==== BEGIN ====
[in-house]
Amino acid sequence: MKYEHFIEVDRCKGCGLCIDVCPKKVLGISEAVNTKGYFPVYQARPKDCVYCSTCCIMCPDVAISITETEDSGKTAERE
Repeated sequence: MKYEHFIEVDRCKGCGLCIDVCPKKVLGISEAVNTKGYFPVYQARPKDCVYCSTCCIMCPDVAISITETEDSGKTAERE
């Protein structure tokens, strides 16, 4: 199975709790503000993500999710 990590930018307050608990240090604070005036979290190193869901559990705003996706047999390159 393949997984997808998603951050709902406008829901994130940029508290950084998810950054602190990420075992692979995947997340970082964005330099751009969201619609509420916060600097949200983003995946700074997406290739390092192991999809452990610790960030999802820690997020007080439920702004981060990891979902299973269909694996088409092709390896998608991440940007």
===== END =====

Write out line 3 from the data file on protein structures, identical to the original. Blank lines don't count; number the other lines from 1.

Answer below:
Repeated sequence: MKYEHFIEVDRCKGCGLCIDVCPKKVLGISEAVNTKGYFPVYQARPKDCVYCSTCCIMCPDVAISITETEDSGKTAERE